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ZetaTalk: Binary Suns
Note: written on Nov 15, 1995.

Most suns or bodies large enough to potentially have become suns are in motion, themselves orbiting around others of like size. This is not by accident, but is a factor of their size in proportion to the other clumps of matter that form coming out of a big bang. Suns are monstrous in proportion to their planets, and the planets are monstrous in proportion to their moons, and all are monstrous in proportion to the dust and meteor fragments haplessly caught in the web of all the larger bodies. Just as the planets in a solar system orbit their sun because it is the largest voice around them, just so suns themselves hear the voices of the other suns around them. If suns are not peers a different dance ensues, but if peers neither sun dominates the other and they remain at a distance from each other depending on the balance point between their gravity attraction to each other and the force of repulsion that develops as they move toward each other. If they are in motion as this balance is achieved they will remain in motion, if all other factors are also a settled issue at that time - binary suns.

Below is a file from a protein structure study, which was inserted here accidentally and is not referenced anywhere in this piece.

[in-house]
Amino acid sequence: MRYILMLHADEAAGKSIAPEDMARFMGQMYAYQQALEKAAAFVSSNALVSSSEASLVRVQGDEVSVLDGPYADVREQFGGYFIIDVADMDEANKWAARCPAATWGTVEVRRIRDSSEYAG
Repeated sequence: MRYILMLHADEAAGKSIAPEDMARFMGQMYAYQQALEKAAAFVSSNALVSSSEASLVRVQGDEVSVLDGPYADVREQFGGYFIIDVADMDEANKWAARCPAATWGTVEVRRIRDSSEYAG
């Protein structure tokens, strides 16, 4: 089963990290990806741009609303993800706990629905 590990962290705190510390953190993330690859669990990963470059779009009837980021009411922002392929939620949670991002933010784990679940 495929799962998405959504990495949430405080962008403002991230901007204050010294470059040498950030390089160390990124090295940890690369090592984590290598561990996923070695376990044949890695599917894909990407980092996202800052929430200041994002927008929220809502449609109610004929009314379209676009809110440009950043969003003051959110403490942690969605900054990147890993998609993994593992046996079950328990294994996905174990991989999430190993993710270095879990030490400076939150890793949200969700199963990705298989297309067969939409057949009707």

If suns are not of an equal size they are not likely to become binaries, especially if there are other suns in the vicinity vying to be dominant. The smaller sun may dither, perpetually, first approaching one larger brother and when turned away by the repulsion force approaching the other brother and likewise being turned away. This scenario can entail any number of large and small suns. Do not these suns of unequal size begin to orbit each other? Indeed they do, when the size is greatly disproportional, but most suns are not that disproportional. Therefore, either a dither or more often a dance between peers develops. The dance that binaries do can be rapid and complex, if other suns are nearby and influence the dance, or the dance can be a dead stand still, as is the case between your Sun and its dead twin.

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